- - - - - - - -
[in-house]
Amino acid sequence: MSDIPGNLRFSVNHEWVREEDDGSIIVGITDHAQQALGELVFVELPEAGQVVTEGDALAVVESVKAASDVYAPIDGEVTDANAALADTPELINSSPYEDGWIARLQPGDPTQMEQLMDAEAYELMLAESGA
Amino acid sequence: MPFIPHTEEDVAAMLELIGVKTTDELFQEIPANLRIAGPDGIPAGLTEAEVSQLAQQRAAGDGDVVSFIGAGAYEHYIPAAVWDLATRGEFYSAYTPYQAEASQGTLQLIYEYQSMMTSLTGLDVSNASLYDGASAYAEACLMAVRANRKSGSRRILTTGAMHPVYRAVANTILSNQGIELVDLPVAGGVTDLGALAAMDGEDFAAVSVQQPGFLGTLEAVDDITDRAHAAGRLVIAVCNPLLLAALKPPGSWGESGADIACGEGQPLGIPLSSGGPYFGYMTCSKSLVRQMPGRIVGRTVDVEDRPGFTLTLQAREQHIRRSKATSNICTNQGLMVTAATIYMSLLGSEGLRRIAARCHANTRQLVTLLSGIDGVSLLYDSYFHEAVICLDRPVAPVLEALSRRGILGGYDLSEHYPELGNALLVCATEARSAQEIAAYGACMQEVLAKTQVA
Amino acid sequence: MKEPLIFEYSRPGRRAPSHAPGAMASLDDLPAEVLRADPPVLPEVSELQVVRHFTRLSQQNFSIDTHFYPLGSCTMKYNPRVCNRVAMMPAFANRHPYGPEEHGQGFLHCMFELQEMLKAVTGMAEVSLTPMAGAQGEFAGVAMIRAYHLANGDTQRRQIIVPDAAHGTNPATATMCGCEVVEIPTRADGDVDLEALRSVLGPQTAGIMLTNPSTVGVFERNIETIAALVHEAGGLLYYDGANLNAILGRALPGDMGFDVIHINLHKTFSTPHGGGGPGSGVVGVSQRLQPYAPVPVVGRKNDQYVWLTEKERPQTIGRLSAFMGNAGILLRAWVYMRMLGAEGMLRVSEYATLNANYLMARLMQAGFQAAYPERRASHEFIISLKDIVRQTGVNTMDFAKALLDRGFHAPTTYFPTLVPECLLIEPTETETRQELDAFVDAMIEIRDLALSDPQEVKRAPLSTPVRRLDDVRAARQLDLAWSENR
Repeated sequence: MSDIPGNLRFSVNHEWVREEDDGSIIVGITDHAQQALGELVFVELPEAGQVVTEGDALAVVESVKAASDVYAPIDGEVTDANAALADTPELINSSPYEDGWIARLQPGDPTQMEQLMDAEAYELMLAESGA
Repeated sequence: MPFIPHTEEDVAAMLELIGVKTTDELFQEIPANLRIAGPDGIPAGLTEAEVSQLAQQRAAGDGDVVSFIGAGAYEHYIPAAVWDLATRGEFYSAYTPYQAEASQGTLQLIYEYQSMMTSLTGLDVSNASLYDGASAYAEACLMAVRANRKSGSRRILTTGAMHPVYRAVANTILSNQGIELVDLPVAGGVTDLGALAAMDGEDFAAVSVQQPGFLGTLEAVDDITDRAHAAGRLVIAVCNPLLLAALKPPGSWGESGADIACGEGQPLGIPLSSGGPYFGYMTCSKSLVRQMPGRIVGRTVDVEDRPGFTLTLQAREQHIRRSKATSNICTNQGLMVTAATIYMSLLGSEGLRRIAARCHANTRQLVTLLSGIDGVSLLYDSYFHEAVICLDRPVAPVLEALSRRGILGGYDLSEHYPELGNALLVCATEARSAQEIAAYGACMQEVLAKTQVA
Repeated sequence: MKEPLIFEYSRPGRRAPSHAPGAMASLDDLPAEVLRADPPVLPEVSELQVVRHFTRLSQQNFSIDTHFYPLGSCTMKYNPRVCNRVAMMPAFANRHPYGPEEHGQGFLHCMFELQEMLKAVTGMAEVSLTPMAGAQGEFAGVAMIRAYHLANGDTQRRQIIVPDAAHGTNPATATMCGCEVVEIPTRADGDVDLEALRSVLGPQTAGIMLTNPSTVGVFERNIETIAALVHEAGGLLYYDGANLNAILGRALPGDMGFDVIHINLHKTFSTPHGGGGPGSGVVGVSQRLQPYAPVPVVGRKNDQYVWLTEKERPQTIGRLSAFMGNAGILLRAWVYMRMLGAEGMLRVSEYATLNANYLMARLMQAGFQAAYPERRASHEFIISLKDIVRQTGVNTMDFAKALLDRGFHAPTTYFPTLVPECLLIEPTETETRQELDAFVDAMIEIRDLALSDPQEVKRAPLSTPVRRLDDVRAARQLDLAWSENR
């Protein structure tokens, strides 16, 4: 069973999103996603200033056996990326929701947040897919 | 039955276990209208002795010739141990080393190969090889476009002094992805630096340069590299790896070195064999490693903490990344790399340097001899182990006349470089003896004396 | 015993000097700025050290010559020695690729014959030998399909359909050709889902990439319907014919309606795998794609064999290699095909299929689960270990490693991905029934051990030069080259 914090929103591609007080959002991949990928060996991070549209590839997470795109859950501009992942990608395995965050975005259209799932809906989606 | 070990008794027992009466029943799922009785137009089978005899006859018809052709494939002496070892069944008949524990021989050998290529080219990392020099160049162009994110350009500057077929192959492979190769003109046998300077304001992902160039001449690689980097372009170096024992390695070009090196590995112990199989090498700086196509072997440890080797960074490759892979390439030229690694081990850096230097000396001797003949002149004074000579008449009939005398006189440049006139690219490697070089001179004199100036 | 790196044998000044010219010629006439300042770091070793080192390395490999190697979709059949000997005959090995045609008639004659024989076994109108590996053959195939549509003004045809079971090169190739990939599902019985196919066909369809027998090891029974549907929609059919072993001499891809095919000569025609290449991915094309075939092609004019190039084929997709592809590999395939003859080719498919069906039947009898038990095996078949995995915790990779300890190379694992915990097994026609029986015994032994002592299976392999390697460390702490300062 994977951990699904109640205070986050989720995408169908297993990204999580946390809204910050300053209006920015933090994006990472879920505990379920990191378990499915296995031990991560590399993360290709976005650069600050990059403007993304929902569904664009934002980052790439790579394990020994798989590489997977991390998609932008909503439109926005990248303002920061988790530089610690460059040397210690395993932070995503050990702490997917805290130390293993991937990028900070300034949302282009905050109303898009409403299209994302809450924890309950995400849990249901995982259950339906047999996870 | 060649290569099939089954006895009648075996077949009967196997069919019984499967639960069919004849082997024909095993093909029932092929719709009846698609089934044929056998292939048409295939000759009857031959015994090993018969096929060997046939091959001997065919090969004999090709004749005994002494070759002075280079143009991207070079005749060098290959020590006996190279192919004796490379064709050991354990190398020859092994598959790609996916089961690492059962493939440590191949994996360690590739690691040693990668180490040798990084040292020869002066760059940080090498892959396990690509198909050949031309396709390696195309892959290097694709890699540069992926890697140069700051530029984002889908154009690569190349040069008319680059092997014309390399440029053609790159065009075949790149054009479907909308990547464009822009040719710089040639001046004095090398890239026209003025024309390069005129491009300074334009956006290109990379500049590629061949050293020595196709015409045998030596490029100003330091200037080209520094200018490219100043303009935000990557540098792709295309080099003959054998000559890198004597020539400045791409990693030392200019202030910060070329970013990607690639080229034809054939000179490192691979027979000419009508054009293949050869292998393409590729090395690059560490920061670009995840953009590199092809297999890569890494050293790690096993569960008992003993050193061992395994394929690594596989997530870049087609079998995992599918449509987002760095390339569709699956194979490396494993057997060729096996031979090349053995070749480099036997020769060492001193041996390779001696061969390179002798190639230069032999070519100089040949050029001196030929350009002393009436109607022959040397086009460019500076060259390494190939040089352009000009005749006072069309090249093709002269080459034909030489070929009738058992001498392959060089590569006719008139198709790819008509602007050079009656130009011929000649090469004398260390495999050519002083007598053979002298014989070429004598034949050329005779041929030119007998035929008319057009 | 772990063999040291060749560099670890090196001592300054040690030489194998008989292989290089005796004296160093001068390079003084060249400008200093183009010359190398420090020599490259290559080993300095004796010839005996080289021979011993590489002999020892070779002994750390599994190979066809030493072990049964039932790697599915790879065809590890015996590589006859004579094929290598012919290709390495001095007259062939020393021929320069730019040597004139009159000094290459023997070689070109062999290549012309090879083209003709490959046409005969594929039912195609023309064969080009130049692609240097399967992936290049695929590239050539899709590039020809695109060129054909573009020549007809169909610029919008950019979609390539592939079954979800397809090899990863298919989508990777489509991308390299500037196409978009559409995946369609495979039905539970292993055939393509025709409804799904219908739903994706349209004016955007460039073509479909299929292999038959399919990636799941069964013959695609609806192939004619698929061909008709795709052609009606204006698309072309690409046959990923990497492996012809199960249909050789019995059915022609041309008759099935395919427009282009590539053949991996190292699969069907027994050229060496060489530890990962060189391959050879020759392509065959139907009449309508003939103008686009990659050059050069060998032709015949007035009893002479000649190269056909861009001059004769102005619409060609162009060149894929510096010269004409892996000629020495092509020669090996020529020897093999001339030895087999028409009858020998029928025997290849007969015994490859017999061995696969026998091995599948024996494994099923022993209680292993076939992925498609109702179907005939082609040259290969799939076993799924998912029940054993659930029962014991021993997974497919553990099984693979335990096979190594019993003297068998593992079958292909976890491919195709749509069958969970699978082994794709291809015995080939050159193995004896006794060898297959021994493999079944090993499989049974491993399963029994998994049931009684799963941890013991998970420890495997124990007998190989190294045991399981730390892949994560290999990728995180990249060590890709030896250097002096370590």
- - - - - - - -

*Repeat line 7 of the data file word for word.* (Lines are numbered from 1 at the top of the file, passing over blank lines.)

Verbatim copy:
Repeated sequence: MKEPLIFEYSRPGRRAPSHAPGAMASLDDLPAEVLRADPPVLPEVSELQVVRHFTRLSQQNFSIDTHFYPLGSCTMKYNPRVCNRVAMMPAFANRHPYGPEEHGQGFLHCMFELQEMLKAVTGMAEVSLTPMAGAQGEFAGVAMIRAYHLANGDTQRRQIIVPDAAHGTNPATATMCGCEVVEIPTRADGDVDLEALRSVLGPQTAGIMLTNPSTVGVFERNIETIAALVHEAGGLLYYDGANLNAILGRALPGDMGFDVIHINLHKTFSTPHGGGGPGSGVVGVSQRLQPYAPVPVVGRKNDQYVWLTEKERPQTIGRLSAFMGNAGILLRAWVYMRMLGAEGMLRVSEYATLNANYLMARLMQAGFQAAYPERRASHEFIISLKDIVRQTGVNTMDFAKALLDRGFHAPTTYFPTLVPECLLIEPTETETRQELDAFVDAMIEIRDLALSDPQEVKRAPLSTPVRRLDDVRAARQLDLAWSENR